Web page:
Objective for this Page: To present an overview of the play,
emphasizing its structure.
The translation by Robert Fagles in our course textbook (John Schilb and John
Clifford, Making Literature Matter [Boston: Bedford-St. Martin's,
2000]:1305-1345) does not segment the play, but I find it handy to quiz students
by assigned section. As a result, their contributions have been made
according to the outline in the buttons above and the lines in section notes
below. The part name in the chart below are linked to summary, commentary,
and discussion questions for that part, as are the buttons above.
Ancient Greek Play Structure Applied to Antigone
||Lines in Fagles
||Antigone declares her intention to defy Creon's decree
against burying her brother, Polynices. She also observes that this
decree seems aimed directly at her.
||The elders of Thebes glory in the victory in yesterday's
attack on the seven gates of Thebes.
||Creon decrees that anyone burying Polynices will be stoned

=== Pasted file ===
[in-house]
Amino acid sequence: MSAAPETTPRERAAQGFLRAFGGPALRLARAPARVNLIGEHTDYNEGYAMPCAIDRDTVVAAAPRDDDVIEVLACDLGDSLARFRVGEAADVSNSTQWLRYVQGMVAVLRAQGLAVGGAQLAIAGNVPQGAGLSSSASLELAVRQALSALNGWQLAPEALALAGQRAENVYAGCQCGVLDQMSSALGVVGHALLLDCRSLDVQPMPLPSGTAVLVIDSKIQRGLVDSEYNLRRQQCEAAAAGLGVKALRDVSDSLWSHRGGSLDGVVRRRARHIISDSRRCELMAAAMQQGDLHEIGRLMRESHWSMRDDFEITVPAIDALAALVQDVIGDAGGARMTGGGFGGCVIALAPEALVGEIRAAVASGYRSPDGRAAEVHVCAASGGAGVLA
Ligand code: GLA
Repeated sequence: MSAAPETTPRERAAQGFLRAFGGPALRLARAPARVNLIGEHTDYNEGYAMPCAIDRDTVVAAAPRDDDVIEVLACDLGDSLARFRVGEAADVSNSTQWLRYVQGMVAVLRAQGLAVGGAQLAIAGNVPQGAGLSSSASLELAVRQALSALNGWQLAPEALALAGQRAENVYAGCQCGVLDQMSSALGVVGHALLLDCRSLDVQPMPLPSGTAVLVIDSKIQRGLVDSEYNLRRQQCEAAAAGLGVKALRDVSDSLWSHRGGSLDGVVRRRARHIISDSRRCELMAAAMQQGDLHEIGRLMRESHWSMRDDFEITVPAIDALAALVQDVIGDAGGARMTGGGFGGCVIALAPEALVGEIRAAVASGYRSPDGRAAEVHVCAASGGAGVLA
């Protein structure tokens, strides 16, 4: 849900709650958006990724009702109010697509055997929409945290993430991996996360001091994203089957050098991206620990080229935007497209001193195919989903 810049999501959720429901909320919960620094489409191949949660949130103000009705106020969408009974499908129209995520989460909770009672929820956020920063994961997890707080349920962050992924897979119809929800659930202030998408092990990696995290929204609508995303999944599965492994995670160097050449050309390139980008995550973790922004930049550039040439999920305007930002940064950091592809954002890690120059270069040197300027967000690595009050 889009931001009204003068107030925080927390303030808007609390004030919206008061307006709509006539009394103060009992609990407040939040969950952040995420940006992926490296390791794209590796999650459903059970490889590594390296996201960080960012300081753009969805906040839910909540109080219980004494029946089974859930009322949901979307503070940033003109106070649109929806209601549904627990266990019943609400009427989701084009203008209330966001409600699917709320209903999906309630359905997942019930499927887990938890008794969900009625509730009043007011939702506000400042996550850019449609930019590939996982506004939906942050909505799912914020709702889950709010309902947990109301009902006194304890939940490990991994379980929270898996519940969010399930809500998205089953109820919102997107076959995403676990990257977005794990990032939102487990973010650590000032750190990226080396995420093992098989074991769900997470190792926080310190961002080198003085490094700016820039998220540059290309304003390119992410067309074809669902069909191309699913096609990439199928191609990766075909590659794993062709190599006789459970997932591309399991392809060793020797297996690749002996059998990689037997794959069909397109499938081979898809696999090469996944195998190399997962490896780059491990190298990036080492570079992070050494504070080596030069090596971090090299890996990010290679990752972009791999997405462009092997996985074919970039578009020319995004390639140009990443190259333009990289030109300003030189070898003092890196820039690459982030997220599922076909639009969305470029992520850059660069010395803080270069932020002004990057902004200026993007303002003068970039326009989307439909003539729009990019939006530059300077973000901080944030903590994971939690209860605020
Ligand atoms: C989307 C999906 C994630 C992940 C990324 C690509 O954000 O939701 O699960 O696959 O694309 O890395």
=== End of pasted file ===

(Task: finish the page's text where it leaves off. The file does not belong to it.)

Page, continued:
to death inside Thebes.
||The elders of Thebes revel in the greatness of mankind.
||Creon arrests Antigone, assisted by a hinky sentry who could
easily be portrayed by Jar-Jar Binks.
||The old men of Thebes grouse about the moral blindness that
seems to infest Oedipus' spawn.
||Haemon tries to play his dad in order to save his woman, but
soon loses it and the scene degenerates into a Defcon 1 father vs. son
hurling of insults.
||The chorus (those old guys) blame the city's current turmoil
on Love and hassles Antigone about her actions and parentage.
||Creon condemns Antigone to being entombed alive with her
last meal; Antigone (wrongly) assumes no one will mourn her.
||The elders of Thebes site other famous people who were
buried alive or turned to stone as punishment by the gods [overlooking the
fact that Creon isn't a god, just a tyrant trying to solidify his power
||Tiresias straightens out Creon, but predicts that his
slowness to rescind his decree will cost him the rest of his family.
||Choral Paean: The elders of Thebes celebrate Creon's
||The messenger has some bad news and some more bad news.
||Fate teaches wisdom and piety, claim the Theban elders.